I am late to the Anchor Brewing party. Very late. Truth be told, I was too busy being distracted. Distracted trying other beers that seemed more…trendy and way cool. Beers with wacky, edgy names like Arrogant Bastard Ale or Dead Guy Ale or even Moose Drool Brown Ale. Anchor’s Steam beer seemed kind of dull by comparison. After all, what does steam have to do with beer? “Steam is hot. I want my beer to be cold. And what kind of a logo is an old boat anchor anyway?”
I have nothing at all against Arrogant Bastard, Dead Guy, or Moose Drool. Those are fine craft beers brewed by breweries that are dedicated to swimming against the tide of lousy, watered-down swill. Three cheers for that. But here is the thing–without the modern incarnation of the Anchor Brewing Company there most likely is no Arrogant Bastard, Dead Guy, or Moose Drool. In fact, without Anchor Brewing and the efforts of its former owner Fritz Maytag there is a good chance the craft beer reformation and revival doesn’t happen at all. Anchor and Maytag are that important to the movement.
There are a variety of reasons for making such a statement, many of which author Tom Acitelli has outlined in his outstanding book The Audacity of Hops: The History of America’s Craft Beer Revolution. Maytag purchased the floundering Anchor Brewing Company in 1965 for a song. At the time the brewery was producing an awful product that no one really wanted. Maytag changed the recipe and people began to take notice. In 1975 Anchor used an American strain of hops and brewed their Liberty Ale, a beer that Acitelli has called “quite possibly the most important beer of the late twentieth century.” Anchor Liberty Ale is considered the prototype upon which American-style pale ales and India pale ales are based. Following the lead of Anchor and their maverick owner, the craft beer renaissance was on.
But enough history. What is my take on Anchor Steam?
My take is that it is amazing. Flat out amazing. I’m no fan of overly hopped beers. India Pale Ales are most certainly not my thing. Sierra Nevada Pale Ale or Anchor’s Liberty Ale is about as hoppy as I want to get. Those beers are quite mild compared to the hopsplosions create by the double and triple IPAs of some breweries. Anchor Steam has some hop bite to it, but keeps things in check by mixing in a carmel-tasting malt that smooths out the flavor. The head is really delicious on this beer and the color is quite pleasing to the eye. Anchor Steam is an historic beer that is great to look at, to smell, and certainly to taste.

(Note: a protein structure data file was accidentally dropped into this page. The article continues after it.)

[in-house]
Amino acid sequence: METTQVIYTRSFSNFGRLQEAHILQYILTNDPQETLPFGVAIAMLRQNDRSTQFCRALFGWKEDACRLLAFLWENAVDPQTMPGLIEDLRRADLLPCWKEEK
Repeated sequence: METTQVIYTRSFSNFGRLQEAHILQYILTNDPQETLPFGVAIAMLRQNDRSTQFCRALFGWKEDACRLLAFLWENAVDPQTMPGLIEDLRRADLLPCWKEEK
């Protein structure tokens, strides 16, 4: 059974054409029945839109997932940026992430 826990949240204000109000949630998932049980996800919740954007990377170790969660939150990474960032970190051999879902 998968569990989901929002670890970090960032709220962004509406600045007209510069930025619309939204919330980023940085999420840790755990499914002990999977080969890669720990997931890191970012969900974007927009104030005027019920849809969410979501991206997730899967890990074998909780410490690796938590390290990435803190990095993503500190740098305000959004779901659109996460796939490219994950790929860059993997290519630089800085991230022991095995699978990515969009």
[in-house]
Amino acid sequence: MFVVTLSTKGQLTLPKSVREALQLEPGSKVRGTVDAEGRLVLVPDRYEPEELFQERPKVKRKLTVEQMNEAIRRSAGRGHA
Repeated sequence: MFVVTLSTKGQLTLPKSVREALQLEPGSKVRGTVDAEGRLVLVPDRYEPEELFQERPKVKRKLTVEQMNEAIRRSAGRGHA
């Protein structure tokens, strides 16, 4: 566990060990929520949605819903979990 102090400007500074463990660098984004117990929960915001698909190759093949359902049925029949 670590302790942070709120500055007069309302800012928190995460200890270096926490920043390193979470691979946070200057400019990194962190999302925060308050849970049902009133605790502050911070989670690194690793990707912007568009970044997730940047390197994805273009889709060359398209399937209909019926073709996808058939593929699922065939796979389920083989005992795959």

So what is with the term “steam?”: According to the company’s web site, steam beer “…was a nickname for beer brewed on the West Coast of America under primitive conditions and without ice. While the origin of the name remains shrouded in mystery, it likely relates to the original practice of fermenting the beer on San Francisco’s rooftops in a cool climate. In lieu of ice, the foggy night air naturally cooled the fermenting beer, creating steam off the warm open pans.” So now you know.
Samuel Adams Boston Lager gets a lot of press for being the “gateway beer” that leads people away from Bud and Miller toward craft beer. I’m a fan of Boston Lager and don’t necessarily disagree, but I believe that Anchor Steam also belongs in that “gateway beer” discussion (as does New Belgium’s Fat Tire). Anchor Steam would be perfect at the ballpark, after mowing the lawn, with Thanksgiving dinner, or following a session shoveling snow. I cannot imagine why anyone would settle for Bud or Miller when a beer like this is so readily available and completely affordable.
Beer prayer: Gracious God, we give thanks for hoppy, carmeled goodness of Anchor Steam beer. We are equally grateful for the steam process of fermentation and how glorious it is that you give men and women the ingenuity to try such things with such delightful results. Through Jesus Christ our Lord, who lives and reigns with you and the Holy Spirit, one God, now and forever. Amen!
My Untappd rating for Anchor Steam: 5/5